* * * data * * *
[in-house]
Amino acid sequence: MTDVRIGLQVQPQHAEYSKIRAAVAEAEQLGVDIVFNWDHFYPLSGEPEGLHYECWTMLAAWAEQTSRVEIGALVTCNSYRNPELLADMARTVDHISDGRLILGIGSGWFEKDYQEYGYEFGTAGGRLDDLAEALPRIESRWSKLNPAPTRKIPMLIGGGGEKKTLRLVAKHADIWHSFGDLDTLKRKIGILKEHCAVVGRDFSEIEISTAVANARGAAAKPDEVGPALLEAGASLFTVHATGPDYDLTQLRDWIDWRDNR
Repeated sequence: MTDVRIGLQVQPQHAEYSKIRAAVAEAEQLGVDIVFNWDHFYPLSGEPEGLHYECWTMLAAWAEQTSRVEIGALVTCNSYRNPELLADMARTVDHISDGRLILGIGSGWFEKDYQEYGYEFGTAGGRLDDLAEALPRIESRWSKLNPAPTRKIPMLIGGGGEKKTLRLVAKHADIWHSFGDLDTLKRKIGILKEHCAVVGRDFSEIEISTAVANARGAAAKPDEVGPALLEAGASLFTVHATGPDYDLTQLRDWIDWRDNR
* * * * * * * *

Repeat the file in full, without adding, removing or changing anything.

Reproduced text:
[in-house]
Amino acid sequence: MTDVRIGLQVQPQHAEYSKIRAAVAEAEQLGVDIVFNWDHFYPLSGEPEGLHYECWTMLAAWAEQTSRVEIGALVTCNSYRNPELLADMARTVDHISDGRLILGIGSGWFEKDYQEYGYEFGTAGGRLDDLAEALPRIESRWSKLNPAPTRKIPMLIGGGGEKKTLRLVAKHADIWHSFGDLDTLKRKIGILKEHCAVVGRDFSEIEISTAVANARGAAAKPDEVGPALLEAGASLFTVHATGPDYDLTQLRDWIDWRDNR
Repeated sequence: MTDVRIGLQVQPQHAEYSKIRAAVAEAEQLGVDIVFNWDHFYPLSGEPEGLHYECWTMLAAWAEQTSRVEIGALVTCNSYRNPELLADMARTVDHISDGRLILGIGSGWFEKDYQEYGYEFGTAGGRLDDLAEALPRIESRWSKLNPAPTRKIPMLIGGGGEKKTLRLVAKHADIWHSFGDLDTLKRKIGILKEHCAVVGRDFSEIEISTAVANARGAAAKPDEVGPALLEAGASLFTVHATGPDYDLTQLRDWIDWRDNR